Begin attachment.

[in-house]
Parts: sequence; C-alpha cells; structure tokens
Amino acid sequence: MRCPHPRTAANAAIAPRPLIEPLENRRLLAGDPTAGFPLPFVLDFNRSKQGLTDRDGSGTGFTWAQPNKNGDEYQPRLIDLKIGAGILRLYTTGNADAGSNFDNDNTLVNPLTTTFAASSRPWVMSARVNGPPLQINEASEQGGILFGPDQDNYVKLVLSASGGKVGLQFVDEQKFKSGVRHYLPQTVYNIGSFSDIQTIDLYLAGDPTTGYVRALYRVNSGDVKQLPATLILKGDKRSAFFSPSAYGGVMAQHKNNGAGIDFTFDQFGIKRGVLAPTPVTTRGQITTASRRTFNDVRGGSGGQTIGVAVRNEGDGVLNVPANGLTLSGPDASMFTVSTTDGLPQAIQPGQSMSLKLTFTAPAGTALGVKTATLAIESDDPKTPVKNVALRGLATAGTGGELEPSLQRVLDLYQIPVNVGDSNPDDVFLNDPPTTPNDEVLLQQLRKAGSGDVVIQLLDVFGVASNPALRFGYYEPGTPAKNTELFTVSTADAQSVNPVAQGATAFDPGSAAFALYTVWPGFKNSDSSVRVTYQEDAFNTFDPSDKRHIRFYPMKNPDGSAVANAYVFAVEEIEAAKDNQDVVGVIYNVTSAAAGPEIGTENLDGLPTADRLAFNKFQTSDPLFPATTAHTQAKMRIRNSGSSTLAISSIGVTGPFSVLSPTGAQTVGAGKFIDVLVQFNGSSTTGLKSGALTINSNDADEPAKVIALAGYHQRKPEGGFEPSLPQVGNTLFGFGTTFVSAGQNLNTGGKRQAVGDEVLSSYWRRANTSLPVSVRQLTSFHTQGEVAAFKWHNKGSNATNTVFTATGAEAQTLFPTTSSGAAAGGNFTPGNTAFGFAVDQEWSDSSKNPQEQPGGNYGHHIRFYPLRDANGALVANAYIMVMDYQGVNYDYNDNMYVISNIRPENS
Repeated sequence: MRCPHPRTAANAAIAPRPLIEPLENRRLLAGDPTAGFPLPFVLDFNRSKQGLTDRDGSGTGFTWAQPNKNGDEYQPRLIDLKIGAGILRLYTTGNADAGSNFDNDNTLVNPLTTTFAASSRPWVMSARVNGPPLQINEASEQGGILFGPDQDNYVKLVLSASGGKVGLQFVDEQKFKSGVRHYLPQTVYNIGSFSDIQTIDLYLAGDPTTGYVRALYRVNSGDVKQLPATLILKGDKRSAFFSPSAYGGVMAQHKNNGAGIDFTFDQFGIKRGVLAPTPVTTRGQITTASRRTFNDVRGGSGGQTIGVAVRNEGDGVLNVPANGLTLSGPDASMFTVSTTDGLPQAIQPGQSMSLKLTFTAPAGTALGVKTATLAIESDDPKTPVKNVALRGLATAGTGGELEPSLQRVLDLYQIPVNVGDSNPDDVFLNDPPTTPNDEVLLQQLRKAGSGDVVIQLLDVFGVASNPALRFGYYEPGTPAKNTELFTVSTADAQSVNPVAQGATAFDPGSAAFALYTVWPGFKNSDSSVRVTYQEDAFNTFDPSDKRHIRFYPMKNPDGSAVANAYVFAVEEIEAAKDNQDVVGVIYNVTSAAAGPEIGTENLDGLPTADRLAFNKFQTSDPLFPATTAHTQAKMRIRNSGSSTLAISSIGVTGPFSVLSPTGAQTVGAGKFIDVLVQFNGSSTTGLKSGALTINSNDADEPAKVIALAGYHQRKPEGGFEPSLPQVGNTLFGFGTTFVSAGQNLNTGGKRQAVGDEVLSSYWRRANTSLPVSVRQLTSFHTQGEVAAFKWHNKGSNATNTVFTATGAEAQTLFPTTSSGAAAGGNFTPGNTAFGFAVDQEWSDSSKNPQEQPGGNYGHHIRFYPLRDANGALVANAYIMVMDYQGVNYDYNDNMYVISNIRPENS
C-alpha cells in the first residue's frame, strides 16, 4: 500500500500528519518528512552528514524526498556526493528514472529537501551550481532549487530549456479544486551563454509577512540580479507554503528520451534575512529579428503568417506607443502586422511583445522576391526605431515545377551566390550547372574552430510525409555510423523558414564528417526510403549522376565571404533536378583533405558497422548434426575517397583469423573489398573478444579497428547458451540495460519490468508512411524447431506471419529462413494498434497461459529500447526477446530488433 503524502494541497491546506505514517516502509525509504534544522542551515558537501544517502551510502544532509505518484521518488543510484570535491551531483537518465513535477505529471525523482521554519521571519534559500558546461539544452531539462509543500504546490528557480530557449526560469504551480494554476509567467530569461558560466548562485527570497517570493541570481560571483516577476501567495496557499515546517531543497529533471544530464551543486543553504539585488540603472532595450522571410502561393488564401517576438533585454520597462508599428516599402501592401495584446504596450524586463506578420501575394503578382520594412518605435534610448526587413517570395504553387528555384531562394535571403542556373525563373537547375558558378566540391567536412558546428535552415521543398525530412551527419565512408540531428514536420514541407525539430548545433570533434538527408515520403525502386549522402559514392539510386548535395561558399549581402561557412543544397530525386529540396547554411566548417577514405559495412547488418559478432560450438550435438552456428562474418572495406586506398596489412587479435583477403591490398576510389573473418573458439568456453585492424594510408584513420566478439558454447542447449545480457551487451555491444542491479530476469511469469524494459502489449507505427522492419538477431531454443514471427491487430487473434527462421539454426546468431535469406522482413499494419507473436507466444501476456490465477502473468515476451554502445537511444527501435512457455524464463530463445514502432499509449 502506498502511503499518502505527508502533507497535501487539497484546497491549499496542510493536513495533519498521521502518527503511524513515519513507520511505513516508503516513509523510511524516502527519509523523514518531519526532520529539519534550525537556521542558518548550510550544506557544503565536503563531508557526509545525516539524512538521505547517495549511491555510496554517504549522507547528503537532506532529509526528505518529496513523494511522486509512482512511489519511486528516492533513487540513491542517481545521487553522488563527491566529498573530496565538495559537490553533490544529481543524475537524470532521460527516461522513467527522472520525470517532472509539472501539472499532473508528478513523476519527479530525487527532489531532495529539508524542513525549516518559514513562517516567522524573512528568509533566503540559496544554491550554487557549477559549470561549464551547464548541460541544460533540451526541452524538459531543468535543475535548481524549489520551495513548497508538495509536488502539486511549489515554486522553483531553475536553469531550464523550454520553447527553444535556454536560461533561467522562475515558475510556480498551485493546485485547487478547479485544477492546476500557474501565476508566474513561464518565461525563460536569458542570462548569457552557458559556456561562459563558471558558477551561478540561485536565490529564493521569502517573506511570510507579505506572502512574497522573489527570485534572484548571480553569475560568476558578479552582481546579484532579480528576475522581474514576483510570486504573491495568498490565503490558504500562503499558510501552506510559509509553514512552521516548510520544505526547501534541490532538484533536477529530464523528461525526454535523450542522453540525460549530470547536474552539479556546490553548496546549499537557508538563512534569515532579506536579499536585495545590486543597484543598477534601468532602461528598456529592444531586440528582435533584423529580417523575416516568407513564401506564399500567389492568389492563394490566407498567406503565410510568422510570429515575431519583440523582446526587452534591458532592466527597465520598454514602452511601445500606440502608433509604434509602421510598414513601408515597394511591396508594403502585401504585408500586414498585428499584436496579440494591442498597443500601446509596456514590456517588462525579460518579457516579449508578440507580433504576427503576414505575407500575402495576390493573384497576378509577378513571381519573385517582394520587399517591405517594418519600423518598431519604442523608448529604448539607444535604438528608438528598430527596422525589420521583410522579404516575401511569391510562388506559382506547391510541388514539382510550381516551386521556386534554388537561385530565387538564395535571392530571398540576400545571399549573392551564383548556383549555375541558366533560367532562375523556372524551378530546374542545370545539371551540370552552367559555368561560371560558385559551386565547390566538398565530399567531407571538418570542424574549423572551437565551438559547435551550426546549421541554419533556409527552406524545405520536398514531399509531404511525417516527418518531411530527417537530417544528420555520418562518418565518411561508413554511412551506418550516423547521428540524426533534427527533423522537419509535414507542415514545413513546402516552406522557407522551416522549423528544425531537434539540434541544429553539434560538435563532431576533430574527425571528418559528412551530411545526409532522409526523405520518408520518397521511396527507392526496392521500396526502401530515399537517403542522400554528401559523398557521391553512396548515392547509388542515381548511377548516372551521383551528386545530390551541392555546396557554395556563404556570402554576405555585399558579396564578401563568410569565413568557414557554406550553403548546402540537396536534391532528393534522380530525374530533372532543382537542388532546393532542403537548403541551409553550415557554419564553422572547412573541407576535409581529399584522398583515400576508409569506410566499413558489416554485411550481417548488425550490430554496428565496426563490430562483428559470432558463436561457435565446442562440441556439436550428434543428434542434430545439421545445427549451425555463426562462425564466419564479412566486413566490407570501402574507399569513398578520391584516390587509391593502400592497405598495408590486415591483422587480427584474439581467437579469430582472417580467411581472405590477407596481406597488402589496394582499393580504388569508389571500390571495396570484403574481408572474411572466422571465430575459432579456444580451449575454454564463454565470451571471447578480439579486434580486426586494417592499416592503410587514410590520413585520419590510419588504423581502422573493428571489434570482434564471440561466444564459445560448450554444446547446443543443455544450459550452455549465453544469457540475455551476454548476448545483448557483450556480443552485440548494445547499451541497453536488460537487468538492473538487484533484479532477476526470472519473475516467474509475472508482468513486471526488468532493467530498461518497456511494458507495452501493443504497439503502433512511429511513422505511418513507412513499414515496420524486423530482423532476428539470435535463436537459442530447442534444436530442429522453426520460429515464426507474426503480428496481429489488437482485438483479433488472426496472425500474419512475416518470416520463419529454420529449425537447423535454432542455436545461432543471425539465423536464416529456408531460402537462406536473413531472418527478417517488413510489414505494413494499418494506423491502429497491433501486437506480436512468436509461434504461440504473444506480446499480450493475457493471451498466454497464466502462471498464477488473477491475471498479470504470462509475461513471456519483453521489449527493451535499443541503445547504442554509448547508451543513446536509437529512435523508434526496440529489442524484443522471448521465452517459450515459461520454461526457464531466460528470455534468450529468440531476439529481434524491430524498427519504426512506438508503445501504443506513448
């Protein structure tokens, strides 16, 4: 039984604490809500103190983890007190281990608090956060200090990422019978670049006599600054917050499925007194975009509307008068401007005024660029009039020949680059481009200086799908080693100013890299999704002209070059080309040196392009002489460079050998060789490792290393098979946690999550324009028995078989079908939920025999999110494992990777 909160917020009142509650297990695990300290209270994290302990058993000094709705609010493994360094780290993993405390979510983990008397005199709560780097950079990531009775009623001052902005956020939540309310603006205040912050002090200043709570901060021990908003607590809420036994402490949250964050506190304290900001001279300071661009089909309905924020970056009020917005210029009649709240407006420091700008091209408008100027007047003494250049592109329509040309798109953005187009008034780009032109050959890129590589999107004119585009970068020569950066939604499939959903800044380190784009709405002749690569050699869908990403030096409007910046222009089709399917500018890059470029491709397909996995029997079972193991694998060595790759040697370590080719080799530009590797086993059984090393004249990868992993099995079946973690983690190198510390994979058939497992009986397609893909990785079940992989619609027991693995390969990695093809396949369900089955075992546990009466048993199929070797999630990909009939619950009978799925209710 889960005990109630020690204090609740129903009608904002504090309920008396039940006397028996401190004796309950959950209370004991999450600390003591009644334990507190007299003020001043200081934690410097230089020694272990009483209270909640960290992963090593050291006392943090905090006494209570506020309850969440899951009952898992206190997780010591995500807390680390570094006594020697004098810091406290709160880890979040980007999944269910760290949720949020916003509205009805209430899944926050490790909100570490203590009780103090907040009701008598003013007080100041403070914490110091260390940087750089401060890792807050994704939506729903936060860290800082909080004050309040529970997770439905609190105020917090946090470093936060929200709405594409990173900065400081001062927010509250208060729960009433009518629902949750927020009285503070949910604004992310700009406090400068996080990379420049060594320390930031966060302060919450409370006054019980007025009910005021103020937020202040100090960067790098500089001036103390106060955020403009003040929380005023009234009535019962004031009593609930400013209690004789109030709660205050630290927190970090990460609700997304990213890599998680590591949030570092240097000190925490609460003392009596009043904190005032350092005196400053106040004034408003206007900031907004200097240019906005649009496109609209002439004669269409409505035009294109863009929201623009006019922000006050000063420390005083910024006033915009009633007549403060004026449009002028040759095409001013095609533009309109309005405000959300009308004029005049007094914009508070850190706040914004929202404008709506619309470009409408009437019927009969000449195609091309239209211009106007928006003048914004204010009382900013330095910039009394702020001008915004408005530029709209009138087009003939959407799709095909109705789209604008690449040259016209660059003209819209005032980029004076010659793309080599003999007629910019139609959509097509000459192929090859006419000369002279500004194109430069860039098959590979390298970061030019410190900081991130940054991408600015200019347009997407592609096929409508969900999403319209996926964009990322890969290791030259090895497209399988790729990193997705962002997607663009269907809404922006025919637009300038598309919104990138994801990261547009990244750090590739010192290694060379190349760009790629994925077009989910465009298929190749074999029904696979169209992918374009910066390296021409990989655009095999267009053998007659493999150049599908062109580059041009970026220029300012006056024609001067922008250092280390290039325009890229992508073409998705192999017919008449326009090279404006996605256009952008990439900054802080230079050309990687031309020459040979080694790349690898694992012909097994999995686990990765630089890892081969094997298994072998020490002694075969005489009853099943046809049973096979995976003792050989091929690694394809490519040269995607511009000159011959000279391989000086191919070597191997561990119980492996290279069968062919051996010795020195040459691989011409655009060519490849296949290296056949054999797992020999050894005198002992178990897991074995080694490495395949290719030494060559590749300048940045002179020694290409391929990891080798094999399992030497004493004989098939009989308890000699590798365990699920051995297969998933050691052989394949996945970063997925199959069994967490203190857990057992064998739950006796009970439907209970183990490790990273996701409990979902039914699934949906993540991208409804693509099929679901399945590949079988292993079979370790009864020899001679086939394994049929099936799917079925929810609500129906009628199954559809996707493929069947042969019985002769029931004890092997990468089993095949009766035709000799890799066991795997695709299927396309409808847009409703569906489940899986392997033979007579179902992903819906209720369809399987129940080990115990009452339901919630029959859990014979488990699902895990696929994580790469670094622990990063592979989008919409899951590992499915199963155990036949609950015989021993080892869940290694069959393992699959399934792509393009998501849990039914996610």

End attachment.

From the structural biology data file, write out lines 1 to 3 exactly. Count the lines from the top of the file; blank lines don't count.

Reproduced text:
[in-house]
Parts: sequence; C-alpha cells; structure tokens
Amino acid sequence: MRCPHPRTAANAAIAPRPLIEPLENRRLLAGDPTAGFPLPFVLDFNRSKQGLTDRDGSGTGFTWAQPNKNGDEYQPRLIDLKIGAGILRLYTTGNADAGSNFDNDNTLVNPLTTTFAASSRPWVMSARVNGPPLQINEASEQGGILFGPDQDNYVKLVLSASGGKVGLQFVDEQKFKSGVRHYLPQTVYNIGSFSDIQTIDLYLAGDPTTGYVRALYRVNSGDVKQLPATLILKGDKRSAFFSPSAYGGVMAQHKNNGAGIDFTFDQFGIKRGVLAPTPVTTRGQITTASRRTFNDVRGGSGGQTIGVAVRNEGDGVLNVPANGLTLSGPDASMFTVSTTDGLPQAIQPGQSMSLKLTFTAPAGTALGVKTATLAIESDDPKTPVKNVALRGLATAGTGGELEPSLQRVLDLYQIPVNVGDSNPDDVFLNDPPTTPNDEVLLQQLRKAGSGDVVIQLLDVFGVASNPALRFGYYEPGTPAKNTELFTVSTADAQSVNPVAQGATAFDPGSAAFALYTVWPGFKNSDSSVRVTYQEDAFNTFDPSDKRHIRFYPMKNPDGSAVANAYVFAVEEIEAAKDNQDVVGVIYNVTSAAAGPEIGTENLDGLPTADRLAFNKFQTSDPLFPATTAHTQAKMRIRNSGSSTLAISSIGVTGPFSVLSPTGAQTVGAGKFIDVLVQFNGSSTTGLKSGALTINSNDADEPAKVIALAGYHQRKPEGGFEPSLPQVGNTLFGFGTTFVSAGQNLNTGGKRQAVGDEVLSSYWRRANTSLPVSVRQLTSFHTQGEVAAFKWHNKGSNATNTVFTATGAEAQTLFPTTSSGAAAGGNFTPGNTAFGFAVDQEWSDSSKNPQEQPGGNYGHHIRFYPLRDANGALVANAYIMVMDYQGVNYDYNDNMYVISNIRPENS